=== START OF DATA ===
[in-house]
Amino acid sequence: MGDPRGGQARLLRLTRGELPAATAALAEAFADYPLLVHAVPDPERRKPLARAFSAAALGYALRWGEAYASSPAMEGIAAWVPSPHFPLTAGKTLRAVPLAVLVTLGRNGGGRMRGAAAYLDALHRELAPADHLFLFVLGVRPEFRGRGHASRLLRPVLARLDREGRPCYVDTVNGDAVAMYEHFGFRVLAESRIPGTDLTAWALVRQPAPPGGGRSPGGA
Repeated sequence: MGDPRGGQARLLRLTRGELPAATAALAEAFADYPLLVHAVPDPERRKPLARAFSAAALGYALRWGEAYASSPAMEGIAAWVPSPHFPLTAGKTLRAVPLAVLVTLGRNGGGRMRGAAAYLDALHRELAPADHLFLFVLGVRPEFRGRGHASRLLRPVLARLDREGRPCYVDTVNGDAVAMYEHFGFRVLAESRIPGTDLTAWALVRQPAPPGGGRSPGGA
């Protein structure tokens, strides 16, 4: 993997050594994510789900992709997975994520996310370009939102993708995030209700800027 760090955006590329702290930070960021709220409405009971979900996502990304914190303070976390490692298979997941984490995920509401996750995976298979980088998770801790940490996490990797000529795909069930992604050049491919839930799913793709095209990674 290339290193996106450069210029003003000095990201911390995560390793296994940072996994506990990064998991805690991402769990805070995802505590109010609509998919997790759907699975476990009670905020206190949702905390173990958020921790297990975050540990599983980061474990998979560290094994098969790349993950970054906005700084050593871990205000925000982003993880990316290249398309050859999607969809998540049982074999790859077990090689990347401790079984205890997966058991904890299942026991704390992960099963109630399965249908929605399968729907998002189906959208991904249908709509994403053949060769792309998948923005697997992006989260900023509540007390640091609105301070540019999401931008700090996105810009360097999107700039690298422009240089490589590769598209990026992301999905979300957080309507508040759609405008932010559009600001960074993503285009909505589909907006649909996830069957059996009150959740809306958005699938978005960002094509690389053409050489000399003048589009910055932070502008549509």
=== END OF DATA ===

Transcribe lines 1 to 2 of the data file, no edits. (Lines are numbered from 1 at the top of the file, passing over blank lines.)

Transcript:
[in-house]
Amino acid sequence: MGDPRGGQARLLRLTRGELPAATAALAEAFADYPLLVHAVPDPERRKPLARAFSAAALGYALRWGEAYASSPAMEGIAAWVPSPHFPLTAGKTLRAVPLAVLVTLGRNGGGRMRGAAAYLDALHRELAPADHLFLFVLGVRPEFRGRGHASRLLRPVLARLDREGRPCYVDTVNGDAVAMYEHFGFRVLAESRIPGTDLTAWALVRQPAPPGGGRSPGGA